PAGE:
The situation in Libya remained tense, compounded by security, political, economic and humanitarian challenges requiring both regional and international support, the United Nations senior official in the country said today.
Briefing the Security Council on the latest developments in the North African State, Martin Kobler, the Special Representative of the Secretary-General and Head of United Nations Support Mission in Libya (UNSMIL), underscored that the transition process had not been fully implemented.
“The people of Libya desire peace. They desire security. They desire a country where their children have a brighter future,” Mr. Kobler said via video-teleconference from Tunis.
He credited the Libyan Political Agreement, reached in 2015, with changing facts on the ground: the Presidency Council had been working in Tripoli since 2016; Libyan oil production had exceeded 800,000 barrels per day; and Islamic State in Iraq and the Levant (ISIL/Da’esh), while still a threat, was a shadow of what it was just one year ago.
Nevertheless, parallel institutions continued to exist, he said. And the Libyan House of Representatives had not recognized the Government of National Accord nor did it adopt the Constitutional amendment.
While there was overwhelming support for the Libyan Political Agreement, it was not set in stone, Mr. Kobler noted. Following months of consultations with Libyan regional and international stakeholders, a road map was being developed to allow limited amendments and talks were being guided by the need to form a unified Government and unified security institutions.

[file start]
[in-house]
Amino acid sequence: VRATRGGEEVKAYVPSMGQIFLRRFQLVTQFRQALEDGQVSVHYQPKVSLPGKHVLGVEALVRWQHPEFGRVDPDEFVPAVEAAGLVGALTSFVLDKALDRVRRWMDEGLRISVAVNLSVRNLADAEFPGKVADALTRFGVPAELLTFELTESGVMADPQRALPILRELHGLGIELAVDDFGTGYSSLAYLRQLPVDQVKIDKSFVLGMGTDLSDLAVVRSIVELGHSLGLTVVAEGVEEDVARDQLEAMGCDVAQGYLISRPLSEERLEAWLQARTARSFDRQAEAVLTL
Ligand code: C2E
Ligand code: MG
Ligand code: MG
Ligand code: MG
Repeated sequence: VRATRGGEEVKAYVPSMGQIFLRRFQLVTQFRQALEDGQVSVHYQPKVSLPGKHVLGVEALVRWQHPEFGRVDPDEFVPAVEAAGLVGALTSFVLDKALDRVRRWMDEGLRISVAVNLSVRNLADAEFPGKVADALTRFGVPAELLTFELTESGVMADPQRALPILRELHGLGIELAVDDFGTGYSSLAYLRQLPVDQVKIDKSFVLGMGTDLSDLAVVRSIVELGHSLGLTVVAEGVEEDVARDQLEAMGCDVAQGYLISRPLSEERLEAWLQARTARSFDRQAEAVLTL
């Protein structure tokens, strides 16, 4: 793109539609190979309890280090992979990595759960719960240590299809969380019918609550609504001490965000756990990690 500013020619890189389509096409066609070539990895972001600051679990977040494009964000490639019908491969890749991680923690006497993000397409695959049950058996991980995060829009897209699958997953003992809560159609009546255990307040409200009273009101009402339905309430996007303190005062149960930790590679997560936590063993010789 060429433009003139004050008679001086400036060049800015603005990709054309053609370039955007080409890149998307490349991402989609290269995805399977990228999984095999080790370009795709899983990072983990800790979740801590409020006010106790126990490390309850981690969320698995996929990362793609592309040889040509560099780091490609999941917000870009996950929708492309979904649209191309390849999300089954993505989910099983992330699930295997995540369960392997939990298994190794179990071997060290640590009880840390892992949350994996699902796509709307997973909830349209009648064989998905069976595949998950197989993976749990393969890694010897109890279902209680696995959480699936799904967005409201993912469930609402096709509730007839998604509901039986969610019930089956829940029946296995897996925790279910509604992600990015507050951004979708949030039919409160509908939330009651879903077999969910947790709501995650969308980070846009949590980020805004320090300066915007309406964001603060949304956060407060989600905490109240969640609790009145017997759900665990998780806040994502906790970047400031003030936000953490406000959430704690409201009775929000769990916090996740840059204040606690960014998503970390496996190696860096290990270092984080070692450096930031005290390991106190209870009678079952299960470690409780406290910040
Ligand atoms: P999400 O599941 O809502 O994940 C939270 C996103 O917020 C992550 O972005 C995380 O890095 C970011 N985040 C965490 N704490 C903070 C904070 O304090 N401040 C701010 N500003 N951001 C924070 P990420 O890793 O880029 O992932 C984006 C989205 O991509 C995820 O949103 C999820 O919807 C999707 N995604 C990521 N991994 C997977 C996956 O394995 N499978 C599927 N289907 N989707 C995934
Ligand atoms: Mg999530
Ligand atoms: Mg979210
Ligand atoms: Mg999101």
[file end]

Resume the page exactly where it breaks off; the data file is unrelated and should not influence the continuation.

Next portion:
Libya faced several challenges. One being its security, he said, calling for the nation to unify its security apparatus and noting that on Tuesday he met with Field Marshal Khalifa Hafter, Head of the Libyan National Army, in Benghazi. Authority of the Presidency Council over armed groups had strengthened. Those forces must be consolidated within the relevant ministries. Command and control must be justified. Dialogue must prevail over confrontation.
Mr. Kobler also stressed the need to address weaknesses in Libya’s economy, adding that despite a substantial spike in oil revenue, the fundamentals of the economy remained flawed. Division of financial institutions, instability and low confidence in the banking sector continued to feed inflation and the lack of liquidity. He urged the Central Bank to act decisively to address national fiscal and monetary problems. Libya was spending beyond its means and its foreign currency reserve was shrinking. The dire economic situation and the explosion of the black market also fed crime.
National reconciliation remained crucial for establishing a durable peace, he said, underscoring the role of young people and women. He welcomed steps by the Presidency Council to establish a national reconciliation commission and urged the regional and international communities to work together to support the Libyan peace process while respecting its national sovereignty and international law. The second meeting of the Quartet in Brussels in May, as well as the support received from the African Union were essential to advance the United Nations-led political process.